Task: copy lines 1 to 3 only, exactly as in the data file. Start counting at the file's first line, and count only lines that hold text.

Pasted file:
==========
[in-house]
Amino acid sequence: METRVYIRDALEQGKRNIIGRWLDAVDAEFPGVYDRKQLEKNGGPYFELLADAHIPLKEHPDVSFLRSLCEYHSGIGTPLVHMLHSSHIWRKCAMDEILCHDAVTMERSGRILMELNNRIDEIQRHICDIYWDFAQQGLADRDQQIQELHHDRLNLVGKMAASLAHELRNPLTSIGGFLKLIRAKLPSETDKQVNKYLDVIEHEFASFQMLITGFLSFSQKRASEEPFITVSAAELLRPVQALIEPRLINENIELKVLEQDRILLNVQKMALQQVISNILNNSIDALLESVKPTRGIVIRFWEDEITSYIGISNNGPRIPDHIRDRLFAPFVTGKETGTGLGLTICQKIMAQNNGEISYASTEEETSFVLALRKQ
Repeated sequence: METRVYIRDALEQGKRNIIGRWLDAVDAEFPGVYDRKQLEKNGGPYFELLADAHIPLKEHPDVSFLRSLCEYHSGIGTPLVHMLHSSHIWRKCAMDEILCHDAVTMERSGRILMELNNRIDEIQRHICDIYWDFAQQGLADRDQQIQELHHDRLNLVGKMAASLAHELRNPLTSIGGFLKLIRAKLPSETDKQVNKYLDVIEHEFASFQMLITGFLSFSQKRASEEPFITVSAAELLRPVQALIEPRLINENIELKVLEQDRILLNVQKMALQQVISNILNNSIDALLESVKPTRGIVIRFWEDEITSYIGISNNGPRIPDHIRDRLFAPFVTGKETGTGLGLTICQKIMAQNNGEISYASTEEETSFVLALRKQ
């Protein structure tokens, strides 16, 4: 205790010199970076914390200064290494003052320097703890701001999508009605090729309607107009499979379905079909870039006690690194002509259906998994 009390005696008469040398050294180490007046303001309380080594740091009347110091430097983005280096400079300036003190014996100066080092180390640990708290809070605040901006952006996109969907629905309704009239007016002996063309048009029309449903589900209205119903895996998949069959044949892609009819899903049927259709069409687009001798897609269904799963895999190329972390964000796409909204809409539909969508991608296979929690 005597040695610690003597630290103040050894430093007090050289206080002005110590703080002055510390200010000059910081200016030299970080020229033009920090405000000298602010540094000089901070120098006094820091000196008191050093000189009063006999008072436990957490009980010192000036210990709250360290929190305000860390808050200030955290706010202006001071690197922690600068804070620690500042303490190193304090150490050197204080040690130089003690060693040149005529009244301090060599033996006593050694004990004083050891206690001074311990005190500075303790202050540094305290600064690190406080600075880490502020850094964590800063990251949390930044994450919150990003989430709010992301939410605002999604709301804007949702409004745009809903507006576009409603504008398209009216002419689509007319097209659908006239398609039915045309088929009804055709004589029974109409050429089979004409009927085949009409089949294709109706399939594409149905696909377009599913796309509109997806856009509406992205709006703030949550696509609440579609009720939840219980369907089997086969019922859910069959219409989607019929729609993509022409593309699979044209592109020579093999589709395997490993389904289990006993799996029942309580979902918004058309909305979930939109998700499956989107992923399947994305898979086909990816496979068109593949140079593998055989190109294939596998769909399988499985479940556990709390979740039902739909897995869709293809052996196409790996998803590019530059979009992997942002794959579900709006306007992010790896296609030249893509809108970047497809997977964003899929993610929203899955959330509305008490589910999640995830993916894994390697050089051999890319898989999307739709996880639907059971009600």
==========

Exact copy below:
[in-house]
Amino acid sequence: METRVYIRDALEQGKRNIIGRWLDAVDAEFPGVYDRKQLEKNGGPYFELLADAHIPLKEHPDVSFLRSLCEYHSGIGTPLVHMLHSSHIWRKCAMDEILCHDAVTMERSGRILMELNNRIDEIQRHICDIYWDFAQQGLADRDQQIQELHHDRLNLVGKMAASLAHELRNPLTSIGGFLKLIRAKLPSETDKQVNKYLDVIEHEFASFQMLITGFLSFSQKRASEEPFITVSAAELLRPVQALIEPRLINENIELKVLEQDRILLNVQKMALQQVISNILNNSIDALLESVKPTRGIVIRFWEDEITSYIGISNNGPRIPDHIRDRLFAPFVTGKETGTGLGLTICQKIMAQNNGEISYASTEEETSFVLALRKQ
Repeated sequence: METRVYIRDALEQGKRNIIGRWLDAVDAEFPGVYDRKQLEKNGGPYFELLADAHIPLKEHPDVSFLRSLCEYHSGIGTPLVHMLHSSHIWRKCAMDEILCHDAVTMERSGRILMELNNRIDEIQRHICDIYWDFAQQGLADRDQQIQELHHDRLNLVGKMAASLAHELRNPLTSIGGFLKLIRAKLPSETDKQVNKYLDVIEHEFASFQMLITGFLSFSQKRASEEPFITVSAAELLRPVQALIEPRLINENIELKVLEQDRILLNVQKMALQQVISNILNNSIDALLESVKPTRGIVIRFWEDEITSYIGISNNGPRIPDHIRDRLFAPFVTGKETGTGLGLTICQKIMAQNNGEISYASTEEETSFVLALRKQ